The Secret Lives of Citizens: Pursuing the Promise of American Life

Thomas Geoghegan, Author Pantheon Books $25 (256p) ISBN 978-0-679-42153-5
Geoghegan's politics are anything but politic. In Which Side Are You On, he mounted a spirited defense of American labor unions, heaping opprobrium not only on union-busting politicos and captains of industry but also on incompetent and corrupt labor leadership. His new book is a personal memoir written in a vinegary, colloquial style that sounds spoken from a squeaky bar stool in one of the author's beloved Chicago dives where pictures of dead aldermen adorn the walls. Geoghegan recalls working for Harold Washington's mayoral campaign, explains what it was like to work for the Department of Energy in Washington, D.C., and muses on how, in a thousand ways, the old Chicago of machine patronage and smoke-filled rooms was more democratic than the new Chicago of faceless managers and yuppie noodle parlors. He is by turns disgusted and flabbergasted at the extent to which, in his view, the country has abandoned government for the precarious shelter of the market. The subtitle is a nod to a book by Herbert Croly, the founder of the New Republic, who believed that the purpose of government is to raise the standard of living, not just the GNP. ""Now,"" Geoghegan laments, ""even Democrats... have trouble saying it. Now we say, equal opportunity. College loans. Clinton begs people, `Don't give up hope.' How dreadful. A Democrat, begging like that. `Don't give up! Maybe your child will do well on his SATs!'"" Funny and informed, with a proudly bleeding heart, Geoghegan is one of the most passionate and persuasive throwbacks to New Deal liberalism. (Feb.)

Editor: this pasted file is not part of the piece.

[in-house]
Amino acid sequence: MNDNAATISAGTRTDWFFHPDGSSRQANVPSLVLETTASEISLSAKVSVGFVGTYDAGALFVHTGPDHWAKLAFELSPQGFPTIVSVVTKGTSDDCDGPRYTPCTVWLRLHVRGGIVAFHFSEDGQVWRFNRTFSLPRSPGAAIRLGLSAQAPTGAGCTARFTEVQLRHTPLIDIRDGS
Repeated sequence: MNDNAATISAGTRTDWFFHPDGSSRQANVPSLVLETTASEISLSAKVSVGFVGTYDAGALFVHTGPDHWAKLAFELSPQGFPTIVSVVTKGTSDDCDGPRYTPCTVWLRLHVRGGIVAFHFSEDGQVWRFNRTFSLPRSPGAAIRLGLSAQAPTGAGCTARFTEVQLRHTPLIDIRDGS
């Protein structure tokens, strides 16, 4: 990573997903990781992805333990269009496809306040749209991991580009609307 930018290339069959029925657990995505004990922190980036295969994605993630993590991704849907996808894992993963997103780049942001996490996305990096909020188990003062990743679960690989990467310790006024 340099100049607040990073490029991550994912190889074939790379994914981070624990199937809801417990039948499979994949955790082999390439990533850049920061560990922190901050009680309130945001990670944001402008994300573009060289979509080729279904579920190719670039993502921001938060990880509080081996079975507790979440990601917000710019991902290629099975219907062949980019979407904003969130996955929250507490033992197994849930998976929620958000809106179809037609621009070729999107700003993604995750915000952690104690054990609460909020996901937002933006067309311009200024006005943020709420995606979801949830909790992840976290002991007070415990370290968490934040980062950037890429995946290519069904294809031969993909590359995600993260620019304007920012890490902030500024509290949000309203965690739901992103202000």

Reviewed on: 01/04/1999
Release date: 01/01/1999
Genre: Nonfiction
Paperback - 251 pages - 978-0-226-28764-5
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